The National Sleep Foundation reports:
A recent study conducted by Thomas Roth, PhD, a sleep researcher at the Henry Ford Hospital in Detroit, James K. Walsh, PhD, executive director and senior scientist at the Sleep Medicine and Research Center at St. Luke’s Hospital in St. Louis and fellow researchers investigated whether eszopiclone (Lunesta™) is effective for the long-term treatment of insomnia. Currently, the median duration of clinical trials evaluating the effectiveness of sleeping pills is one week. While a few studies have tested hypnotic agents for longer, Roth, Walsh and fellow researchers sought to find out how eszopiclone would treat insomnia over a year’s time. The first six months of the trial followed standard trial procedures – double-blind, placebo-controlled and randomized. The second six months the study was conducted "open-label," meaning the drug would be tested under conditions where both researchers and patients knew they were being treated with eszopiclone.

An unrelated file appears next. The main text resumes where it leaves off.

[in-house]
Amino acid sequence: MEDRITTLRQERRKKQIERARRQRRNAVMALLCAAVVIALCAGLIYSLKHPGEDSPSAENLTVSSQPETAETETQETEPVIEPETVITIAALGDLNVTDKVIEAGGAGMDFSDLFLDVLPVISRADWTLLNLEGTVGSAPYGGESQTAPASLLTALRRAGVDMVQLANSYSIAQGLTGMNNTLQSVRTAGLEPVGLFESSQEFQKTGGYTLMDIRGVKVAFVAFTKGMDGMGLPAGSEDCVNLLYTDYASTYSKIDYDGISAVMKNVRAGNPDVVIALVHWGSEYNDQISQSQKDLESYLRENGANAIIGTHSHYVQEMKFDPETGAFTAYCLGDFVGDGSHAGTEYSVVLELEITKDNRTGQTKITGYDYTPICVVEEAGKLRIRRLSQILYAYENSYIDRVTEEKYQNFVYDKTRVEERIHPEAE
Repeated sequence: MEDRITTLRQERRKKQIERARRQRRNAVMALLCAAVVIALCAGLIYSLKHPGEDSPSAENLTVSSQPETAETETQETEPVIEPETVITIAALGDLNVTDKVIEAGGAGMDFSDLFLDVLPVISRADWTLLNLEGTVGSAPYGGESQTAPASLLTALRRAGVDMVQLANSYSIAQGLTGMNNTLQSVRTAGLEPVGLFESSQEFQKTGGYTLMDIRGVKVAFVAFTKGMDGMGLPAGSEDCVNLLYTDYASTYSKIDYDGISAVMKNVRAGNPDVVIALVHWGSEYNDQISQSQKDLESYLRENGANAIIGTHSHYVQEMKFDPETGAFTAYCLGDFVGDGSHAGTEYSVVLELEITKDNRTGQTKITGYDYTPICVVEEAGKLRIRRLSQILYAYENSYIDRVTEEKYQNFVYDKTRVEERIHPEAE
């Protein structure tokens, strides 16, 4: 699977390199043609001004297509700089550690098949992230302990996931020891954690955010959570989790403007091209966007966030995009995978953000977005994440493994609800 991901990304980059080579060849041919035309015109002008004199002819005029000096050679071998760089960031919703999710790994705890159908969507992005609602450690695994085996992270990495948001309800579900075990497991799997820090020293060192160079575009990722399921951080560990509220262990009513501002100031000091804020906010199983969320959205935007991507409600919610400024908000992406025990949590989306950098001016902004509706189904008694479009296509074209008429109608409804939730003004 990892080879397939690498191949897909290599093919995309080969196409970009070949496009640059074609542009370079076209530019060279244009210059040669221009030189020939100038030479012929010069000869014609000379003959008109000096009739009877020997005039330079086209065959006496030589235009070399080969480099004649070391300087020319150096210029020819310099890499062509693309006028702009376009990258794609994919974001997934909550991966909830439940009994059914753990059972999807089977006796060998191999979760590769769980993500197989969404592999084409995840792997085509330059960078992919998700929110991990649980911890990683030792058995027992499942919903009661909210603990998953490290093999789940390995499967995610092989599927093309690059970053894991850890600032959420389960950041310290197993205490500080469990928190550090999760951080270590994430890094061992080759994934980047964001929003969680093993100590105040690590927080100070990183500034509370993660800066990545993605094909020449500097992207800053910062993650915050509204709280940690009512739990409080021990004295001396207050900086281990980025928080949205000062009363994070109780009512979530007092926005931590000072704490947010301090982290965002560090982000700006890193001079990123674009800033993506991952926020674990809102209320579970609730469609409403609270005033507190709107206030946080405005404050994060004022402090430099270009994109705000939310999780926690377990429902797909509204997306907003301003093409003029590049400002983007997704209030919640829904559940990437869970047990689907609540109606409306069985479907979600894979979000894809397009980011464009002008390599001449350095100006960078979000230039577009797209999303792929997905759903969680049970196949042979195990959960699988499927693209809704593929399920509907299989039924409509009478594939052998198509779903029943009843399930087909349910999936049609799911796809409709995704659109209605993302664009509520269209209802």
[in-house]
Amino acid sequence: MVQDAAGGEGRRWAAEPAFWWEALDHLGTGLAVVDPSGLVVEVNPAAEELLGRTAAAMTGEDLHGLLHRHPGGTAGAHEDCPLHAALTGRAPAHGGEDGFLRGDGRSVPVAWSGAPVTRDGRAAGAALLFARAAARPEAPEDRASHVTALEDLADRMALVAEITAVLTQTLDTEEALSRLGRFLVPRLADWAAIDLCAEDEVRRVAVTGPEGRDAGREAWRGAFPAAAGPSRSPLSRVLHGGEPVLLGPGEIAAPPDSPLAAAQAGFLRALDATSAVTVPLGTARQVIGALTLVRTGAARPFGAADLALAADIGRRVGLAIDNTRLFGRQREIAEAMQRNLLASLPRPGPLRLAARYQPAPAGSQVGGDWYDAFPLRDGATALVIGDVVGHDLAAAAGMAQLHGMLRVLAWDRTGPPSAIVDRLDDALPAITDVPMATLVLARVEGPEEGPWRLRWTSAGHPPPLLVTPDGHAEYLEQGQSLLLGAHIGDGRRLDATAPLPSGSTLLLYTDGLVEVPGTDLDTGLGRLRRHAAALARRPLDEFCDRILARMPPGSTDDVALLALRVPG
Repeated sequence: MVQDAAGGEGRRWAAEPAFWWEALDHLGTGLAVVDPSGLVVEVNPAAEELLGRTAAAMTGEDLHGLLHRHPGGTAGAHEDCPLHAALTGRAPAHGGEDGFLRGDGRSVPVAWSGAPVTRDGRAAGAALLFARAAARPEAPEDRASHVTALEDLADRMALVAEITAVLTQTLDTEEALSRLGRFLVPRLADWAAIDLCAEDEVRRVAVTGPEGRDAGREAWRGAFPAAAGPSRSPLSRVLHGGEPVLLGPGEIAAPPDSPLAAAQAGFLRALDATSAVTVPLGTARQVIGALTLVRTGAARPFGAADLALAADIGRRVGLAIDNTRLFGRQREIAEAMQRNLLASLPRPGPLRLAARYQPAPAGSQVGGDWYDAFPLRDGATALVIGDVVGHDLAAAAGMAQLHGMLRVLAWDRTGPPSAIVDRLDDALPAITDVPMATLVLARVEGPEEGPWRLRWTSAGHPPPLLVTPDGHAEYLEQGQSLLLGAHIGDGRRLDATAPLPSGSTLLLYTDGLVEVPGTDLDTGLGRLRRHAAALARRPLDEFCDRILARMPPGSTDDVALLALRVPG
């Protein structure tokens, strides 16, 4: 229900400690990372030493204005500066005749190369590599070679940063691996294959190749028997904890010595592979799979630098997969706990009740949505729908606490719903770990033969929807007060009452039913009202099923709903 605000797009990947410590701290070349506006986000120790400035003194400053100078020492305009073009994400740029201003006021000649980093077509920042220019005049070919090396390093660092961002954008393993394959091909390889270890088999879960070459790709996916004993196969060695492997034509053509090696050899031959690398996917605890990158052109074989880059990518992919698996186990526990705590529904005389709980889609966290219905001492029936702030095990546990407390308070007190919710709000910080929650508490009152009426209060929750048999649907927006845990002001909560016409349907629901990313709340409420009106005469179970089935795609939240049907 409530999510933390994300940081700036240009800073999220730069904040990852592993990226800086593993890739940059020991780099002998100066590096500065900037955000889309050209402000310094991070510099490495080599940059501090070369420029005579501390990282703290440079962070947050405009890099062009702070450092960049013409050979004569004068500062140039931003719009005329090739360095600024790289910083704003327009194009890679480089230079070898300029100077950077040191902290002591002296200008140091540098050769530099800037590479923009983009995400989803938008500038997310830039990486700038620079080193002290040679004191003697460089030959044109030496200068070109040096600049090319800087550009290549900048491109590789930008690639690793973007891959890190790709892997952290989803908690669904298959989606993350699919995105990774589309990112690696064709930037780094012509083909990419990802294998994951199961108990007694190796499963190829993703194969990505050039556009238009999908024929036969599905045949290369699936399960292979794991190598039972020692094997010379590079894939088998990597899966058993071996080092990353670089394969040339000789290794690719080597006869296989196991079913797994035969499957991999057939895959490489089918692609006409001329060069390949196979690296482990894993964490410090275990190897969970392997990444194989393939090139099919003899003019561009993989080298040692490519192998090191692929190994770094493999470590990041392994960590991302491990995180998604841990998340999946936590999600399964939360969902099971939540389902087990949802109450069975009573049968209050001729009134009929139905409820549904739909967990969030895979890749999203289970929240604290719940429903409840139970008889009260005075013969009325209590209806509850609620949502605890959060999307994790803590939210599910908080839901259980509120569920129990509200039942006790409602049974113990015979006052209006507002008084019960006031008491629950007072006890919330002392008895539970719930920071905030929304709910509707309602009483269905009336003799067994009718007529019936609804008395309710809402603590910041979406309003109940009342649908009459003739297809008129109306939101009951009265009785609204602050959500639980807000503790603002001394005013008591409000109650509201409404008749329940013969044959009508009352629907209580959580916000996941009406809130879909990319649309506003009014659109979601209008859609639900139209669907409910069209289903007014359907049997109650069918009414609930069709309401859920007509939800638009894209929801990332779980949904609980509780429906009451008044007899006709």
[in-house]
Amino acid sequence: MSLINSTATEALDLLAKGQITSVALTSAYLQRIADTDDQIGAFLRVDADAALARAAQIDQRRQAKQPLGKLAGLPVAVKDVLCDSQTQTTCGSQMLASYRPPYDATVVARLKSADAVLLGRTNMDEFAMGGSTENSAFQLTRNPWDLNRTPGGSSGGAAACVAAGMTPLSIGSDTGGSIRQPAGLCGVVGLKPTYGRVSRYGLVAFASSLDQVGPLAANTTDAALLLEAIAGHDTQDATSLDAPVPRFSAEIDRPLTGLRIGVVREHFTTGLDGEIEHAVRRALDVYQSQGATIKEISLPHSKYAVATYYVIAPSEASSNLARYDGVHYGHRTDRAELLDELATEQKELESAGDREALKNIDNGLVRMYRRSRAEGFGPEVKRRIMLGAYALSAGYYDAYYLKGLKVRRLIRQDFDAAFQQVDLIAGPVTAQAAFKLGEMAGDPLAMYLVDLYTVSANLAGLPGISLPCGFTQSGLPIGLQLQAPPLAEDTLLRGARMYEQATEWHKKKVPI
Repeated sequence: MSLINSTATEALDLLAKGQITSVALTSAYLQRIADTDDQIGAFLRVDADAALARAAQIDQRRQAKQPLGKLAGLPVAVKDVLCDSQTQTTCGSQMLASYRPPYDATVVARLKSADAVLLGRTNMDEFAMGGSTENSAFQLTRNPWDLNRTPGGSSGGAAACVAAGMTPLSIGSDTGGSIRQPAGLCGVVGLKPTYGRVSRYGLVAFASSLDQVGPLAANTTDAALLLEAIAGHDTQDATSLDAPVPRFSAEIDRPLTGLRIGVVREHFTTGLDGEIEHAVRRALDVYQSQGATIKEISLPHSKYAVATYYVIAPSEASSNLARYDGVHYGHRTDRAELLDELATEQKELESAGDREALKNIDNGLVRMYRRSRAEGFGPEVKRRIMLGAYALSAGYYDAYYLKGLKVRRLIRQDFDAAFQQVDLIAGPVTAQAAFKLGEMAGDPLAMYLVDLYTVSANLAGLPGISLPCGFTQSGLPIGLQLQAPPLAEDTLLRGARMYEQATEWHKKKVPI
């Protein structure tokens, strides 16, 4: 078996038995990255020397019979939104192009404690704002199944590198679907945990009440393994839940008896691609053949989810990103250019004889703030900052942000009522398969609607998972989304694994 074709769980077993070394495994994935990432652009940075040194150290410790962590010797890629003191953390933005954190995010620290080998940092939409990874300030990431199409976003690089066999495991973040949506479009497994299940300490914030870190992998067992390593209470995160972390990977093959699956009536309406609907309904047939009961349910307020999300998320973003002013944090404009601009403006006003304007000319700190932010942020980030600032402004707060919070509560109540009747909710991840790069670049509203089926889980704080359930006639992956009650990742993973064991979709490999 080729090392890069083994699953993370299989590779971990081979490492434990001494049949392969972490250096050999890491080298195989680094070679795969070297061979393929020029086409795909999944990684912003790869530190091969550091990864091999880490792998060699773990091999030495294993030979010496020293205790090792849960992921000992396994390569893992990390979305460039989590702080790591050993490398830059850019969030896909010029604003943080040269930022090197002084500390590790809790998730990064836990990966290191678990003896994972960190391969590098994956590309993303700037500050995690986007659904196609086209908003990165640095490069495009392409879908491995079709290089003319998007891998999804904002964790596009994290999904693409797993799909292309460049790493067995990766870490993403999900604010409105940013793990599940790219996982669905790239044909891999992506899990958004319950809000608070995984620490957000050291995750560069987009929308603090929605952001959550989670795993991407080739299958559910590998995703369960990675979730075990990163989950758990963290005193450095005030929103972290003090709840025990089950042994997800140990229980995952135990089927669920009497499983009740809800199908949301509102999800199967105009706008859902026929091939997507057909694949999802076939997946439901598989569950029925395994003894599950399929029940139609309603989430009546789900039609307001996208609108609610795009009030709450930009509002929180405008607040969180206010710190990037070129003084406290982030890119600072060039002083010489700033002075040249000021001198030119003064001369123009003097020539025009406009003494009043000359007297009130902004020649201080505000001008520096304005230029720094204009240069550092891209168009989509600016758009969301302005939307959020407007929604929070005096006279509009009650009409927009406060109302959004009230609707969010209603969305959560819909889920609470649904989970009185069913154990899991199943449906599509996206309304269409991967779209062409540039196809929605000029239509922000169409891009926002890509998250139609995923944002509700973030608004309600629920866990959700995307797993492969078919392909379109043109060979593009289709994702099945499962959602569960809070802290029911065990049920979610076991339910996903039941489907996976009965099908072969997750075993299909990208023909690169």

The study of 471 participants ages 21-64 found that eszopiclone was effective and well-tolerated for the length of the study. Researchers saw improvements in both six-month phases of the study, and they argue that the open-label phase was a valuable tool to assess the effectiveness of a medication in a real-life (or clinical) setting. Nevertheless, they note that they did not study what effects discontinuation of the medication would have upon these participants after the one-year trial. While the results of this study indicate that there is the potential for medication to treat chronic insomnia, more research on all areas of treatment for insomnia is necessary. Per the National Institute of Health’s state-of-the-science’s findings, "a substantial public and private research effort is warranted, including developing research tools and conducting longitudinal studies of randomized clinical trials."
I'll comment further on Lunesta when the actual study is published.